Senate unanimously votes to award WWII Merrill's Marauders Congress' highest honor

Abbie Bennett
December 09, 2019 - 1:48 pm
MerrillsMarauders

Official photograph U.S. Army Signal Corps, Hampton Roads Port of Embarkation, Newport News, Va./National Archives

In 1943, the world's top Allied leaders, President Franklin D. Roosevelt and British Prime Minister Winston Churchill, created a plan for a secret, all-volunteer American long-range penetration force. 

Roosevelt put out a call for a "dangerous and hazardous" mission and nearly 3,000 soldiers from the U.S., Caribbean and South Pacific answered. 

The top-secret commando force, 5307th Composite Unit (Provisional), would become known as Merrill's Marauders. Operating under code-name Galahad, they were trained on long-range reconnaissance in India by British Maj. Gen. Orde Wingate's famous Chindits. 

They weren't expected to survive their mission in what has been referred to as the "forgotten theater" of World War II -- the China-Burma-India Theater. 

With only what they could carry on their backs or load onto pack mules, the Marauders carved their way through nearly 1,000 miles of dense jungle, hiking up the Himalayan Mountains to seize northern Burma's all-weather Myitkyina Airfield. There were three original Marauder Battalions commanded by Brig. Gen. Frank Merrill.

The Marauders defeated the much-larger, elite Japanese 18th Division in five major battles and 30 smaller engagements, though they were more poorly supplied. Their success ensured free airspace over Burma for critical Allies to forge a path into China.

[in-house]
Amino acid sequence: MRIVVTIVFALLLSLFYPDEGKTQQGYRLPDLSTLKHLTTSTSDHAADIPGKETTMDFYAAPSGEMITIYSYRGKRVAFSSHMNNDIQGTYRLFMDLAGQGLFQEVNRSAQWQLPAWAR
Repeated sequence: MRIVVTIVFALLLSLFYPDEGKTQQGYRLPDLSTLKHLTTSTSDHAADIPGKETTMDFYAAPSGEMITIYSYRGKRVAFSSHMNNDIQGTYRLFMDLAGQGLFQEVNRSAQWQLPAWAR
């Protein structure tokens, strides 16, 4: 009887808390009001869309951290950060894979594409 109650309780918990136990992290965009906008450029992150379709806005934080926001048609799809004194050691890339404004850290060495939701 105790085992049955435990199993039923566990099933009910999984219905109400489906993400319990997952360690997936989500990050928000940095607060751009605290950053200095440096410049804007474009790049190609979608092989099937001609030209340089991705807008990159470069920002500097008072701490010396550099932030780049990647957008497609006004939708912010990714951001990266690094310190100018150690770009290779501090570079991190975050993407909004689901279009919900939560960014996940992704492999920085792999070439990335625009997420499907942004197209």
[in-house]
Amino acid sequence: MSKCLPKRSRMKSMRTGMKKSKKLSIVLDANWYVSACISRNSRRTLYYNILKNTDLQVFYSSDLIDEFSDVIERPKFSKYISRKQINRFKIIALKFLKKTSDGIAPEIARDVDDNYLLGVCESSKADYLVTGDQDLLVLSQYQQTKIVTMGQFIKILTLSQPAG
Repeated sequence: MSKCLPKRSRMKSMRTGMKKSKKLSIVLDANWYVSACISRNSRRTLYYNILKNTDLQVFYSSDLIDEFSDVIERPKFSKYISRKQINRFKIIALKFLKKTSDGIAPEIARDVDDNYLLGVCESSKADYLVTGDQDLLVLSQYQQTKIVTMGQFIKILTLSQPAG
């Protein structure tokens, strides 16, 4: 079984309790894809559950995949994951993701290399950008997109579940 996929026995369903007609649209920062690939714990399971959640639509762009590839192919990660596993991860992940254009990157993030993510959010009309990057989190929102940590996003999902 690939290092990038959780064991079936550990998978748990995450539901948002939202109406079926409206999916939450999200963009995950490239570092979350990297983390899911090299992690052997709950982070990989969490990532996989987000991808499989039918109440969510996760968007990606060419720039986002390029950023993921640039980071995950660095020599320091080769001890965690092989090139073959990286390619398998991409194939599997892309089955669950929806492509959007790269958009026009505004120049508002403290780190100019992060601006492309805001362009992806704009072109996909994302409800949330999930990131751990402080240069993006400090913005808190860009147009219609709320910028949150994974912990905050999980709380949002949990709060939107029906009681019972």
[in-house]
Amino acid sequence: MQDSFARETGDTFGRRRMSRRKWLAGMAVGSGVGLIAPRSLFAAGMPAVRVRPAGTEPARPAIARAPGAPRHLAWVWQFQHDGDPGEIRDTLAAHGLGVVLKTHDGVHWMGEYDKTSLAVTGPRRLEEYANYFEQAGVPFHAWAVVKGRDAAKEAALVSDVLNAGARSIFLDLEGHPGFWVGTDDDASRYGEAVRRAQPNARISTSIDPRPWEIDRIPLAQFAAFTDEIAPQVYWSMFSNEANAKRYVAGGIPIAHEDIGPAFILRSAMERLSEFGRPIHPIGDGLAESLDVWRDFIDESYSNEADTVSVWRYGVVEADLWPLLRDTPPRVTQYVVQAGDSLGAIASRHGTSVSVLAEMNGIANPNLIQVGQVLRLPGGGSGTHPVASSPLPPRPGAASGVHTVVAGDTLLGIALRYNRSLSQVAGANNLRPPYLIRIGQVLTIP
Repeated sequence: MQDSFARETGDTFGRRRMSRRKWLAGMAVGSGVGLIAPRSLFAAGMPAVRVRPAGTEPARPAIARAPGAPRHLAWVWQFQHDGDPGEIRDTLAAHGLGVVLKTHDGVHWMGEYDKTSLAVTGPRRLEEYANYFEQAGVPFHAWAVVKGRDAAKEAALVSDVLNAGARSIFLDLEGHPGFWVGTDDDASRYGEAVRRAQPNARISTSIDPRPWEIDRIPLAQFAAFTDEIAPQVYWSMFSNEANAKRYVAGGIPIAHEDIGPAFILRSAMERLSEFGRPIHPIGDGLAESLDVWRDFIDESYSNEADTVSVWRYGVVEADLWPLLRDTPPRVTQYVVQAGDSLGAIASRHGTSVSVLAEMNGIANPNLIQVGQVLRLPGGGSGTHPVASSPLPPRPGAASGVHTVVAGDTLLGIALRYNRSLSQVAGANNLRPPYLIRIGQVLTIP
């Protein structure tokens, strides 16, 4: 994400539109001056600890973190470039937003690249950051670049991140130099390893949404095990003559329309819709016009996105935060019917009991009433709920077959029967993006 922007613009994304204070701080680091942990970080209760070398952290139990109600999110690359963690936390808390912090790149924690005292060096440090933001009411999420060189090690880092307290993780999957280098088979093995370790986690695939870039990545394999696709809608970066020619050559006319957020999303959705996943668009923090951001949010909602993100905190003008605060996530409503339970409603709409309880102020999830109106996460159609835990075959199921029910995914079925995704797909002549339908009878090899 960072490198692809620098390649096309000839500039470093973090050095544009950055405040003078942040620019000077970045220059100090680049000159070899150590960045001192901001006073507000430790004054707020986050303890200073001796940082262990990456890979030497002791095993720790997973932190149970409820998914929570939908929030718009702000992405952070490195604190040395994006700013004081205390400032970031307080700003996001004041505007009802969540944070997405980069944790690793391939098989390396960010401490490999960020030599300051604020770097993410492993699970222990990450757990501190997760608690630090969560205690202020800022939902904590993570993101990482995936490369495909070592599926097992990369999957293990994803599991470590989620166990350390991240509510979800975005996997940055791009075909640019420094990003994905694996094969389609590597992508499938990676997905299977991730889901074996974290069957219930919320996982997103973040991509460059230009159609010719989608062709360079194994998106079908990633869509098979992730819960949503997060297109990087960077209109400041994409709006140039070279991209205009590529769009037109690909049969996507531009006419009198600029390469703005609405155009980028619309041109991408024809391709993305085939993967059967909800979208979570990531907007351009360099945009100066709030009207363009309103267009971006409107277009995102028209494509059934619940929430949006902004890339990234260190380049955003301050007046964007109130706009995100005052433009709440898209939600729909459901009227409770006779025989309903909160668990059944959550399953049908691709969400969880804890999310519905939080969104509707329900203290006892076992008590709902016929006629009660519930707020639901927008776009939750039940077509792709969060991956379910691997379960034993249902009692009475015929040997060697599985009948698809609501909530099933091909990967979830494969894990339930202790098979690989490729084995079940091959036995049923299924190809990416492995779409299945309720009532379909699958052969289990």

Today the mountain phase of Army Ranger School is taught in Dahlonega, Ga., at Camp Frank D. Merrill, named for the unit's commander. The75th Ranger Regiment, headquartered at Fort Benning, Ga., traces its lineage to the Marauders, honoring them by wearing their patch as the regiment's crest. 

Aug. 10 marked the unit's 75th disbandment anniversary. Last week, the Senate unanimously passed a bill to award the Marauders Congress' highest honor: The Congressional Gold Medal. 

“On behalf of these World War II heroes and their families, I’m so pleased the Senate has voted to recognize this elite group of volunteer warriors and award them with the Congressional Gold Medal,” Sen. Johnny Isakson, R-Ga., said. Isakson is chairman of the Senate Committee on Veterans’ Affairs. “I’m proud that the legacy of Merrill’s Marauders lives on today at Fort Benning with the 75th Ranger Regiment, and I hope the U.S. House will soon pass its measure to award them with the Congressional Gold Medal.”

Merrill's Marauders received the Presidential Unit Citation and every member of the unit received a Bronze Star. So far, 29 members have been inducted in the Army Ranger Hall of Fame. As of Dec. 5, there were nine surviving members of the unit. 

Congress can award only one Congressional Gold Medal each year, the "highest expression of national appreciation for distinguished achievements and contributions" of an individual, institution or event, according to the history of the award.

Already, the Merchant Mariners, WWII Army Rangers, women collectively known as "Rosie the Riveter" and the "Hidden Figures" who helped put American astronauts on the moon have gotten nods from Congress in the form of bills that would award them the medals. 

Reach Abbie Bennett: abbie@connectingvets.com or @AbbieRBennett.

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MerrillsMarauders
Official photograph U.S. Army Signal Corps, Hampton Roads Port of Embarkation, Newport News, Va./National Archives.